Sexual violence as a weapon of political conflict is a serious, present-day atrocity affecting millions of people (primarily women and girls)[1] with grave health implications, both physical and psychological (Bastick, Grimm, and Kunz, 2007; UN, 2015). It is frequently a conscious strategy employed by armed groups to torture and humiliate opponents; terrify individuals and destroy societies, especially to incite flight from a territory; and to reaffirm aggression and brutality, specifically through an expression of domination (Bastick et al., 2007; UN, 2015).

Unlike other armed conflict datasets, ACLED does not narrow political violence to only events surpassing a certain fatality threshold.  By searching for conflict events within the ACLED dataset related to rape, one can gain an understanding of sexual violence and when and where it is used. “From a gender perspective, quantifying armed conflict on the basis of battle-related deaths is biased towards men’s experiences of armed conflict to the detriment of those of women and girls. Whilst more men tend to get killed on the battlefield, women and children are often disproportionately targeted with other forms of potentially lethal violence during conflict [e.g., sexual violence]…Defining armed conflict by reference to ‘battle-related deaths’ reinforces a gendered hierarchy, whereby the various causes of death and suffering affecting men during conflict are elevated in importance compared to those affecting women and girls” (Bastick et al., 2007).

Figure 1

Rape A_Figure 1

ACLED data suggest that rates of rape used as a weapon of political violence have been higher than average in recent years, since late 2012 (see Figure 1).[2]  This is largely driven by spikes in the use of rape in political conflict situations in DR-Congo in 2012 and 2014, as well as the growing trend of this violence tactic in Sudan since 2012. These two countries see the majority of instances in which rape is used as a weapon of political violence in Africa (see Figure 2).

Figure 2

Rape A_Figure 2


Since 2012, political militias have begun increasingly using rape as a political violence tactic (see Figure 3), and can be seen instigating this type of violence more expansively across Africa (see Figure 4). While these conflict events by political militias can be seen largely perpetrated in the Darfur region of the Sudan, in the Kivu region and Orientale province of DR-Congo, and in western Central African Republic, there are numerous instances of rape being used as a weapon of violence by other conflict actors as well across the continent.  Government military forces as well as rebel groups have been primary instigators of this political tactic in recent years as well.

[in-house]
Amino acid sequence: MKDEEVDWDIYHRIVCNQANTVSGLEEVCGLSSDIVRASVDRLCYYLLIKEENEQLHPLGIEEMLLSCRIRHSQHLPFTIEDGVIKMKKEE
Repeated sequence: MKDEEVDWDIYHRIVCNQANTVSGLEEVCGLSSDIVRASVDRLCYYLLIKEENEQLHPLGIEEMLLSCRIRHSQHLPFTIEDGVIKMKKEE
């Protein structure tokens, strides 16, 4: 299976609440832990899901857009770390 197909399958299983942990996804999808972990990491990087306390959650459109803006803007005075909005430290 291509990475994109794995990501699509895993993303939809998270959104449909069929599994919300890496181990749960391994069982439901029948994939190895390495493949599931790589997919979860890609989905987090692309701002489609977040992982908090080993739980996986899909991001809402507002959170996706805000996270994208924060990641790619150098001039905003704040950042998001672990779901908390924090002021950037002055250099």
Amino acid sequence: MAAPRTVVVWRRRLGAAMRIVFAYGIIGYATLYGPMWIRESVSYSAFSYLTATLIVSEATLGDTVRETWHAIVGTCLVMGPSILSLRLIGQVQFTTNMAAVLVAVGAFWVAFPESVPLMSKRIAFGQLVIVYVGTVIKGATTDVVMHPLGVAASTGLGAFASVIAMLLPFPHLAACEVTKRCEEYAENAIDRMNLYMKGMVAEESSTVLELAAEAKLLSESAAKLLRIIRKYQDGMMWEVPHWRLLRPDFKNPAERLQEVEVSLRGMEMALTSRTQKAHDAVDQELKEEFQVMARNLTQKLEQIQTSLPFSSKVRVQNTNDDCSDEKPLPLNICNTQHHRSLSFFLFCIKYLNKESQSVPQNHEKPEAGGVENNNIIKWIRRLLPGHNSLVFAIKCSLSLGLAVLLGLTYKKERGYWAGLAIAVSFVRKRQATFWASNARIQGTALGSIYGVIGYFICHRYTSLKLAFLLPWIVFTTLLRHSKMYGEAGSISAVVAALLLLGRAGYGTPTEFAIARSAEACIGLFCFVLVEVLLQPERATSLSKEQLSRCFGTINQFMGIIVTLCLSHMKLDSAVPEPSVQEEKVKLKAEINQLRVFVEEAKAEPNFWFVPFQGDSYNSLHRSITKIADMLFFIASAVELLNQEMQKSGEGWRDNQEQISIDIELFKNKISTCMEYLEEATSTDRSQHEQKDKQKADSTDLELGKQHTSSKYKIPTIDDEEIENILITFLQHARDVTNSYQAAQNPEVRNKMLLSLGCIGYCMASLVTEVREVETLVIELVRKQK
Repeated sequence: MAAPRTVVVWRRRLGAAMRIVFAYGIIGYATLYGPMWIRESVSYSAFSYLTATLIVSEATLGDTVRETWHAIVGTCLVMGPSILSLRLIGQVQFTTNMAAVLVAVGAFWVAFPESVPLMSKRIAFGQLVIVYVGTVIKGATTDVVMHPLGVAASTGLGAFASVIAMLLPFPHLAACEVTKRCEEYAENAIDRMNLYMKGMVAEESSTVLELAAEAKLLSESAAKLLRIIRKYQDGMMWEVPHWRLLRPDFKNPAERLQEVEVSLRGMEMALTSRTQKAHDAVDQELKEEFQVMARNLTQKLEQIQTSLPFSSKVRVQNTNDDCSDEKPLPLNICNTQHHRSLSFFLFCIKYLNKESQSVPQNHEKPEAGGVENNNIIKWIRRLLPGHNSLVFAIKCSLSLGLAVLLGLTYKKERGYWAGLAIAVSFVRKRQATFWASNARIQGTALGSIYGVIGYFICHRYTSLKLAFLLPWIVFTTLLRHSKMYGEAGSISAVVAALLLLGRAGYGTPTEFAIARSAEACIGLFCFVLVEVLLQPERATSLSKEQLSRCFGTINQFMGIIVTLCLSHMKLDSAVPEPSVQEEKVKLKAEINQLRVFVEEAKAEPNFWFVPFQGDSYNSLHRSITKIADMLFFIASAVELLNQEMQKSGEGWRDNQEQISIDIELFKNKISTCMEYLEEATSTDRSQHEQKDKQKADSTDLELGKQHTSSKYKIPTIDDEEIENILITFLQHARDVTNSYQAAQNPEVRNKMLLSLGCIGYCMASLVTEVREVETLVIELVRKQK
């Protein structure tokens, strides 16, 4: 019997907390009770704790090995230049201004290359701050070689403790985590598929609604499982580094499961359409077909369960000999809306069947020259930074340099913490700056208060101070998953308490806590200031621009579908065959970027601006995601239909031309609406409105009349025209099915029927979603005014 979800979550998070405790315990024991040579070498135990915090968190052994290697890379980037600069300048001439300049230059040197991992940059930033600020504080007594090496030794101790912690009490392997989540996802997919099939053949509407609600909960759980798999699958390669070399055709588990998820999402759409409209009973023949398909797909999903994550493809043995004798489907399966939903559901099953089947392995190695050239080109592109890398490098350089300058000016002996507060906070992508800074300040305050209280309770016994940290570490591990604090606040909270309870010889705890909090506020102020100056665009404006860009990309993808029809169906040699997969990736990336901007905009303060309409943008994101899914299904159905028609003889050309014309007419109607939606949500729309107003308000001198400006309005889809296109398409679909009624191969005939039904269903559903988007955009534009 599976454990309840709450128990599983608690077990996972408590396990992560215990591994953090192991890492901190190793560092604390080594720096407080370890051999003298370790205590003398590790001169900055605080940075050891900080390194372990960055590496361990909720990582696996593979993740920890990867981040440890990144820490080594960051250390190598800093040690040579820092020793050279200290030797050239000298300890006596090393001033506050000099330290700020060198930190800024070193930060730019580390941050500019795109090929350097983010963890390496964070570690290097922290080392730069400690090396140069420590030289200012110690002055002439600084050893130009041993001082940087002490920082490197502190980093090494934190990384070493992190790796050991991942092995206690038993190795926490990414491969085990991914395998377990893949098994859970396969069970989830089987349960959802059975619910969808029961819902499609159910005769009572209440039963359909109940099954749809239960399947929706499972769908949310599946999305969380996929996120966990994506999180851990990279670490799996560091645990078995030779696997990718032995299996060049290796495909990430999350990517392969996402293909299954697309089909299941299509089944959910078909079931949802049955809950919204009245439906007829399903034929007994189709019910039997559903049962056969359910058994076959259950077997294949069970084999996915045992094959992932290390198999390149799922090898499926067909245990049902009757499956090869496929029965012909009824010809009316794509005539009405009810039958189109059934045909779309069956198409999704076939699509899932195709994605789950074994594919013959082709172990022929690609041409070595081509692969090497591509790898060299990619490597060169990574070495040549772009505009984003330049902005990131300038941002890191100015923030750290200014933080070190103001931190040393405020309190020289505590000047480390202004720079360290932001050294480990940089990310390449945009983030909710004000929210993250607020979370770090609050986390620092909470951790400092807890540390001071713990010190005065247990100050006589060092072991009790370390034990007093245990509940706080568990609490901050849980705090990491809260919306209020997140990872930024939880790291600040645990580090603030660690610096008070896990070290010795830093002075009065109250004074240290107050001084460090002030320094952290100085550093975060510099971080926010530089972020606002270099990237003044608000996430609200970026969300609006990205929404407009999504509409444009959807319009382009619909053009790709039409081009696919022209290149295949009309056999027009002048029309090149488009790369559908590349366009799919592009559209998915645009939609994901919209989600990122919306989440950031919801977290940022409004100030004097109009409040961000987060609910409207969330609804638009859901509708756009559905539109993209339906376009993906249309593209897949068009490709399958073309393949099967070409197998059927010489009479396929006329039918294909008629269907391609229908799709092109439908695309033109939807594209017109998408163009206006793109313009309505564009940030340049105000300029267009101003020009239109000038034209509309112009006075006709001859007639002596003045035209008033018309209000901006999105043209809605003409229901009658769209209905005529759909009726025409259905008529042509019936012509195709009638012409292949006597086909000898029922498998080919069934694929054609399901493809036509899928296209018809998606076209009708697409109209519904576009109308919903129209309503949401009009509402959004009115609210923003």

Figure 3

Rape A_Figure 3

 Figure 4

Rape A_Figure 4

In a follow up blog post, the use of rape as a weapon of political violence by specific conflict actors within DR-Congo and Sudan, as well as South Sudan and the Central African Republic – countries in which the use of rape as a weapon of political violence is becoming increasingly prevalent in recent years – will be explored.


[1] “Although the majority of victims of conflict-related sexual violence are women and girls, men and boys are also targeted in armed conflict, and are particularly vulnerable when in detention or when forcibly recruited by armed groups” (Bastick et al., 2007).

[2] Given the stigma so often associated with being a survivor of rape, instances of rape are categorically underreported, so estimates reported here undoubtedly represent fewer than the true number of instances of rape used as a weapon of political violence.

Rape as a Weapon of Political Violence, Part 1: Trends Across Africa
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Roudabeh Kishi

Research Director at ACLED
Dr. Roudabeh Kishi is Research Director of ACLED. Additionally, she is an Honorary Fellow at the University of Wisconsin-Madison, and works as a consultant for a number of organizations and projects on matters surrounding conflict and development, including the World Bank and the Center for International Development and Conflict Management (CIDCM). She holds a Ph.D. in Government and Politics, with specializations in international relations and quantitative methodology, from the University of Maryland-College Park, and completed her post-doctoral work at the University of Sussex.